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What's the best and most intuitive way to have a user enter a height value in feet and inches into a web form? The major choices seem to be:

  1. Have one text field where they can enter values. This becomes a moderately complex parsing problem if more than one or two formats are allowed, but it's doable.
  2. Have two text fields, one for feet and one for inches.
  3. Have two dropdowns, one for feet and one for inches. This disallows fractional inch values, though, unless there are lots of options in the inches dropdown.

I suppose this question also concerns entering any data item that is often seen as multi-part (phone numbers).

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1  
About entering multipart numbers: ux.stackexchange.com/questions/7100/… –  Inca Aug 20 '11 at 8:50
1  
What about a single drop-down box, each row containing a height value: 5'0", 5'1", 5'2", etc.? I feel like I've seen that more frequently than #3. –  benzado Aug 23 '11 at 21:08
    
Implementation note: html does have support for a "range" input type, which does neat things like adding up/down buttons, allowing text input, and supporting restrictions on min/max values. On older browsers, it is treated as a text box. –  Brian Jul 9 '13 at 17:07

5 Answers 5

How about two radio buttons (created with jQuery Aristo UI):

enter image description here

Update: Given that height is actually a continuous line I think the following is an improvement and takes on board the comments below that it should be from 0-11 and that you would say 6' not 6' 0":

enter image description here

I've created a jsFiddle for this using the jQuery UI Slider.

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1  
+1 neat idea. While it takes up more space than a drop down, it's quite clear to use. –  Janel Aug 21 '11 at 19:44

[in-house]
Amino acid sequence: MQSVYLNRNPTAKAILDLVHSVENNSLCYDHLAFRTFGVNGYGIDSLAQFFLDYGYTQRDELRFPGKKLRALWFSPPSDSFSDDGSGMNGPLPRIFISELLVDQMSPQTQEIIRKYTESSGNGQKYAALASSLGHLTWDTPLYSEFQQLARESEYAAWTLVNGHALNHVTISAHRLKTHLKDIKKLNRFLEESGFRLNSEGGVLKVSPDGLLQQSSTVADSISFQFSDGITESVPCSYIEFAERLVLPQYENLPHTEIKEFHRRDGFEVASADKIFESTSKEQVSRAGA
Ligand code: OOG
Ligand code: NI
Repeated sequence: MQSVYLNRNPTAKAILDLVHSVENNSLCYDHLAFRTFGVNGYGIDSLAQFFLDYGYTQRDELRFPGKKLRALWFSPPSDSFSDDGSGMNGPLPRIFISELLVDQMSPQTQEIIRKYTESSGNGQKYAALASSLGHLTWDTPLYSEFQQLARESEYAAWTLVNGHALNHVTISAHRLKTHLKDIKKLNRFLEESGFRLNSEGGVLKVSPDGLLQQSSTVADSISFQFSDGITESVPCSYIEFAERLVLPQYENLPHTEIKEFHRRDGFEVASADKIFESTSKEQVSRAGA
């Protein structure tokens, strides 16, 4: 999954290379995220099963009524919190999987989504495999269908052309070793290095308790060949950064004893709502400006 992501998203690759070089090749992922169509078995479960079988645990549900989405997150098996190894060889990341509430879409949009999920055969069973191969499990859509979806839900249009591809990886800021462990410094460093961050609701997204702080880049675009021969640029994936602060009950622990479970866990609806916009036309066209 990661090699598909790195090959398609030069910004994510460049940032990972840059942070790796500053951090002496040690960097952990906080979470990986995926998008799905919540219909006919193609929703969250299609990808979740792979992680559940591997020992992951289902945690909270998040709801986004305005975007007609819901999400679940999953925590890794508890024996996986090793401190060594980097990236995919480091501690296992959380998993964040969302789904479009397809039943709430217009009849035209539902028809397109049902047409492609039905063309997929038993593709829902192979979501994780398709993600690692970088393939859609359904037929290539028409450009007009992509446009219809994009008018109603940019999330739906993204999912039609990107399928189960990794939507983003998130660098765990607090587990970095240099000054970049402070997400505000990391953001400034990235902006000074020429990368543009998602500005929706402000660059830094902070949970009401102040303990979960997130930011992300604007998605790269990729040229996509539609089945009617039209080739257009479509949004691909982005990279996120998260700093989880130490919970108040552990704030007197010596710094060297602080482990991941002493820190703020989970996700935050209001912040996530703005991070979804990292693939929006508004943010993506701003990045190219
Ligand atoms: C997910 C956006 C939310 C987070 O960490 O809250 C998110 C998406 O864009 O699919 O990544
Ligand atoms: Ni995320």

3  
Perhaps with 0-11 inches instead of 1-12? –  Mr. Jefferson Jul 8 '13 at 15:53
    
@Mr.Jefferson mighty good point, I'll go and fix that :) –  icc97 Jul 8 '13 at 16:12
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@Mr.Jefferson I wonder if the zero is needed? How many people refer to themselves as 6ft 0"? So including it potentially conflicts with the user's mental model. On the other hand not to having may be confusing. User testing would be interesting. Thoughts? –  uxzapper Jul 9 '13 at 0:06
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Love the idea, but may I suggest a touch of colour to seperate the 4-inch area from the 5-inch area? Think of us poor European continentals, who always tend to divde by 10 instead of 12. –  Ideogram 2 days ago

Option one is good if validation is possible. The only problem is that faced with a blank text field, users aren't sure how to format their data - they assume the machine only handles a finite range of formats, and they have to guess which. Not a good user experience.

The usual workaround is to suggest a potential value. Some are doing this with default text in the textbox, sometimes greyed out for best effect.

Another good idea is to parse the data the moment the field loses focus, replacing the user's text with your application's "interpretation" of what they mean. For instance, after entering the text "3.6", your app substitutes the text "3 feet 6 inches". That way, the user can be confident that there's no formatting issues. They can also spot any actual formatting issues earlier (the later the user is told of an error, the harder it is for them to remember the context and their decision, and so the greater the cognitive workload).